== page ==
The Rights of Grandparents After Divorce
Children of divorced parents must deal with losing the stability of a two-parent home, potentially moving away from friends and family, and adjusting to living in multiple households. Losing friends and family is often the most difficult part of the divorce process. One family member that would be particularly hard to lose is a grandparent.
Grandparents commonly play a large role in a child's life, and have a large impact on a child's development. In fact, some grandparents find themselves raising their grandchildren. More commonly, though, is the grandparent trying to stay in the good graces of both parents in hopes of avoiding a reduction or termination of contact with his/her grandchild.
Parents may choose to cut ties with an ex-spouse's family, particularly if there are issues of domestic abuse or protracted, high-conflict custody disputes. However, the end result is the grandparent and child losing this relationship. Legally, parents are given broad latitude in deciding who is permitted to see their children, and this authority extends to grandparents. Thus, if a parent decides to block communication between a grandparent and grandchild, there is typically little the grandparent can do. However, many states, Illinois included, are starting to recognize the value a grandparent brings to a child by passing laws that grant grandparents some visitation rights following a divorce.
When a Grandparent is Permitted to Request Visitation
A grandparent who is unreasonably denied contact with a grandchild may file a petition asking for visitation, if this lack of contact is causing the child harm and one of the following conditions is met:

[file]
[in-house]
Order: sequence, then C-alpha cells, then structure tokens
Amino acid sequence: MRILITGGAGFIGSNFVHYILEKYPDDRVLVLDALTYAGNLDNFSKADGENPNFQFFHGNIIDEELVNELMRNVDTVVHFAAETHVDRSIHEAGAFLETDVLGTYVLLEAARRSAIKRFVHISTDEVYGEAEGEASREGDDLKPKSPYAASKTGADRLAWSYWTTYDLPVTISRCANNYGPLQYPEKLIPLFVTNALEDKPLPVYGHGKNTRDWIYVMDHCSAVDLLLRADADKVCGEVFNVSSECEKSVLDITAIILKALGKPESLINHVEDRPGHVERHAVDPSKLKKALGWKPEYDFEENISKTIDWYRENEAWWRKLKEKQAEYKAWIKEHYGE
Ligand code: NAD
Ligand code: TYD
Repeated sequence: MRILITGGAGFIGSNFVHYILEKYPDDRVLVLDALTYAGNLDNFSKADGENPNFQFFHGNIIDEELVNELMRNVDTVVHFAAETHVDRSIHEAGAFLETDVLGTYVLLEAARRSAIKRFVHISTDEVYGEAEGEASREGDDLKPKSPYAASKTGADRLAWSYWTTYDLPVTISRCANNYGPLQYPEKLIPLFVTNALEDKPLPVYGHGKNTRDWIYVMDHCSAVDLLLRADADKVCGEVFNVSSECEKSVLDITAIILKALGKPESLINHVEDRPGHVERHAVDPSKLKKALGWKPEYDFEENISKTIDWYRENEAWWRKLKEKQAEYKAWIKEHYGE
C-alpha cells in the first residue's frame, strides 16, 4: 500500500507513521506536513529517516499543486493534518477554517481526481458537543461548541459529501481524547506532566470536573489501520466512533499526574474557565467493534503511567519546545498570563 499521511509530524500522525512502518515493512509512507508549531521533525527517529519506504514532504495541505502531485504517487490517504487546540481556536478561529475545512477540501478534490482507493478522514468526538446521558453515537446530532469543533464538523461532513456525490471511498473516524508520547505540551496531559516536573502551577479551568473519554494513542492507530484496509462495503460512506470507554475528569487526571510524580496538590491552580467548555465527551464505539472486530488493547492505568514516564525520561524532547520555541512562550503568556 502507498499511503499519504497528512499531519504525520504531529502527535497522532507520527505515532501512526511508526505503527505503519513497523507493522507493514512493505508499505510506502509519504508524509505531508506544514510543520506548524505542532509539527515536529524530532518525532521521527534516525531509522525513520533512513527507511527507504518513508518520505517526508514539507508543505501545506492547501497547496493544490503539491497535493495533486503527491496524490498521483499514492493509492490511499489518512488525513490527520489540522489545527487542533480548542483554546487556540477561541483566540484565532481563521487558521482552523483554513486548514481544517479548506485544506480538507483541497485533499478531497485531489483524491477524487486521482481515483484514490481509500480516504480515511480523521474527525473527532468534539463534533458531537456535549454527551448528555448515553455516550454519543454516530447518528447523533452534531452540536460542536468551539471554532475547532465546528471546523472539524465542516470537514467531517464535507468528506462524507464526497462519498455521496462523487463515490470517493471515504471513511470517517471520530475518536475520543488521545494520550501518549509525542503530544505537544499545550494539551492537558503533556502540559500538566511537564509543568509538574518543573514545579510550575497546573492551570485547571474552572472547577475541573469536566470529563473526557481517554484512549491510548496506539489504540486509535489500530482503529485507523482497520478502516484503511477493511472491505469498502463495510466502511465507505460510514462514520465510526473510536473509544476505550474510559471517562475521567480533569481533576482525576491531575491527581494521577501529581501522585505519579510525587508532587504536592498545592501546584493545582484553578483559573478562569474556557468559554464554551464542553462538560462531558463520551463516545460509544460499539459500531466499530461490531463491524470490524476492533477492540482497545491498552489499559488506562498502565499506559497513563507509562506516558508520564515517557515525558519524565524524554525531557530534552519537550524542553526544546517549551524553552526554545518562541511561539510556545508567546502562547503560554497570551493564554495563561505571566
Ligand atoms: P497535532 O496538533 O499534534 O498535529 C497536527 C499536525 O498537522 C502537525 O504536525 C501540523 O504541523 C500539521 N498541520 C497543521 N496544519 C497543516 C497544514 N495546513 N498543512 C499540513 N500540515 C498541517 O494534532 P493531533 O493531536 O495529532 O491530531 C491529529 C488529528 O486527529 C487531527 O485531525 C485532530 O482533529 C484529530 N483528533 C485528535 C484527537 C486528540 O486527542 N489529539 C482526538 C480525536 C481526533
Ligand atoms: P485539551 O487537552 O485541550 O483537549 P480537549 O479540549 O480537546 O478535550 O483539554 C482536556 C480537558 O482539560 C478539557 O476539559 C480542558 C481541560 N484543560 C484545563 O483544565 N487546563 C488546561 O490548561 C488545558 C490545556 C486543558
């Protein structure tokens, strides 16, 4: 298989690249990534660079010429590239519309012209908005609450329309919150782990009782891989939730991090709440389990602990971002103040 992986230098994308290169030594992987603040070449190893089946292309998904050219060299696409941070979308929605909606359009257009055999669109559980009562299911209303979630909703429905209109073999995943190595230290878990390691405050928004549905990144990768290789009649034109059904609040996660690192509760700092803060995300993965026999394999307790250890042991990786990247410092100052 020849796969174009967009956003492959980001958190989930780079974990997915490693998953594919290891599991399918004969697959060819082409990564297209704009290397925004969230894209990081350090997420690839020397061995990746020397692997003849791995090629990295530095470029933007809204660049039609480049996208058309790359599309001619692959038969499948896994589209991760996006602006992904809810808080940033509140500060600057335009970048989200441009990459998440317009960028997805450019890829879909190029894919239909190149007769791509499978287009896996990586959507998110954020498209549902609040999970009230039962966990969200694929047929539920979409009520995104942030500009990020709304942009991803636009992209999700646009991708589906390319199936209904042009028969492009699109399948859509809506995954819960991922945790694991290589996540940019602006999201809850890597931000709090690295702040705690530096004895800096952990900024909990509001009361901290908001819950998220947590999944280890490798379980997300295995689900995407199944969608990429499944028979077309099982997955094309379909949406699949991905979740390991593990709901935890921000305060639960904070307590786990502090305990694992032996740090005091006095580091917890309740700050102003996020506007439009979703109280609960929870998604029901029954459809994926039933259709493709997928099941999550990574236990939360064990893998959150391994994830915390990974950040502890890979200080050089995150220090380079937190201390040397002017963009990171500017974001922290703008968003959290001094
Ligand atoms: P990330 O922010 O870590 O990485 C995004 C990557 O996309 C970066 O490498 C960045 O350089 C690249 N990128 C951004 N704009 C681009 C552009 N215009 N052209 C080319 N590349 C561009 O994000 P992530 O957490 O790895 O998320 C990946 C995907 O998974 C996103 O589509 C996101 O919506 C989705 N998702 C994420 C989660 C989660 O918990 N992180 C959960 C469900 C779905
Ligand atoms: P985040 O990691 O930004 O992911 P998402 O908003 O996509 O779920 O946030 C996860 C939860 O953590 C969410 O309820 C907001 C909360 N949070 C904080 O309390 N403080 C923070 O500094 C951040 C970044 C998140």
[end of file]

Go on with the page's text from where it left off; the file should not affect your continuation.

- A parent is deceased or missing for at least 90 days;
- A parent is legally incompetent;
- A parent was in jail or prison for at least 90 days before the petition was filed;
- There is a pending Court case involving child custody, and at least one parent does not oppose visitation; or
- For maternal grandparents, the child was born out of wedlock and the parents are not living together. Paternal grandparents may only petition in this situation if paternity is established.
Factors Affecting the Court's Decision
When Courts consider these requests, they start from the position that the parent's decision to deny contact between the grandparent and child is not harmful, and the responsibility to prove otherwise rests with the grandparent asking for visitation. To assist the Court with assessing whether this situation does in fact hurt the child, the law prescribes a number of factors judges must weigh. Factors include the following:
- The wishes of the child in light of age and maturity;
- The child's mental and physical health;
- The grandparent's mental and physical health;
- How close the child and grandparent were before contact was denied;
- How much time the grandparent is requesting and any potential adverse effects on the child's daily life;
- If the grandparent's request is made in good faith; and
- If the parent's denial of contact was made in good faith.
Note that if visitation is granted, the visitation does not necessarily need to include overnight stays or allow the grandparent to take custody of the child to be reasonable. While this law skews toward a more restrictive view of visitation rights for grandparents, the law does open up legal protection that was previously unavailable.
Hire an Illinois Family Law Attorney
Children need as much support as possible during a divorce, and a grandparent is certainly a source of stability to help a child cope with all the changes. If you are being blocked from seeing your grandchildren, speak with a compassionate Palatine family law attorney about your right to visitation. The Law Office of Nicholas W. Richardson understands all of the competing interests driving family law matters, and will work to obtain your goals. If you live in northwest Chicagoland, contact the office today for a free consultation.